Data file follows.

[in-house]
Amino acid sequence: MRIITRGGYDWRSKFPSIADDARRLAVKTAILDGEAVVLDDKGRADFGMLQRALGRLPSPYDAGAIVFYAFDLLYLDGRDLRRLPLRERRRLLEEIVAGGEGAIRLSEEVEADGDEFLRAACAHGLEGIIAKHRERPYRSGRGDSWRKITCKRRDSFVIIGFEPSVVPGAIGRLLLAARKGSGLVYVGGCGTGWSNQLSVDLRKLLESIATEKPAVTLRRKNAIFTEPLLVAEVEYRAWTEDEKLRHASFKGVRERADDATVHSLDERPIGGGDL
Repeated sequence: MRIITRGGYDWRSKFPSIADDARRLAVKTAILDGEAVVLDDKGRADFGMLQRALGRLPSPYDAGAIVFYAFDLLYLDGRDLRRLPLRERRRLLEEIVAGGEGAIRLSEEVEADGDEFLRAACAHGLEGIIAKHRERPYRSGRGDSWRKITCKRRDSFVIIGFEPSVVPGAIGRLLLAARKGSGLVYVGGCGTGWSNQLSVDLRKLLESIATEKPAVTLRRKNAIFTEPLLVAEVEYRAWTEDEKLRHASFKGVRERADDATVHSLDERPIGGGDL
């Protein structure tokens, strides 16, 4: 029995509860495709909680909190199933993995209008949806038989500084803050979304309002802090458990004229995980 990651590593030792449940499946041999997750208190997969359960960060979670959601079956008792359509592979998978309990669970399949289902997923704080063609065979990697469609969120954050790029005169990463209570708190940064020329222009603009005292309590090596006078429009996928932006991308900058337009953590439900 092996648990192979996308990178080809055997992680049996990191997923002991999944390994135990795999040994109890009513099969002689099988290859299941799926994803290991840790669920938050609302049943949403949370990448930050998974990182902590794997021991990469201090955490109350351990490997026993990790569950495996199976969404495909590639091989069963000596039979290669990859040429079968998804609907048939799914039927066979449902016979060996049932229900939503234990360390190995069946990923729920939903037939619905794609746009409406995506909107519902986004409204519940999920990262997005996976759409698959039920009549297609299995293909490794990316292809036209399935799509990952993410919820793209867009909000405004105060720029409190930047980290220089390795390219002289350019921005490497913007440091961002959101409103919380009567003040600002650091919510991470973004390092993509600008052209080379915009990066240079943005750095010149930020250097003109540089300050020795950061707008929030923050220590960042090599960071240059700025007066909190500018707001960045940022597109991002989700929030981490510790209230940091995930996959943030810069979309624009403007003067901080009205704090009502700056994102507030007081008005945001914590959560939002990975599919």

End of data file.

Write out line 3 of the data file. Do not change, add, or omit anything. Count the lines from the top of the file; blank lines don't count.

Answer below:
Repeated sequence: MRIITRGGYDWRSKFPSIADDARRLAVKTAILDGEAVVLDDKGRADFGMLQRALGRLPSPYDAGAIVFYAFDLLYLDGRDLRRLPLRERRRLLEEIVAGGEGAIRLSEEVEADGDEFLRAACAHGLEGIIAKHRERPYRSGRGDSWRKITCKRRDSFVIIGFEPSVVPGAIGRLLLAARKGSGLVYVGGCGTGWSNQLSVDLRKLLESIATEKPAVTLRRKNAIFTEPLLVAEVEYRAWTEDEKLRHASFKGVRERADDATVHSLDERPIGGGDL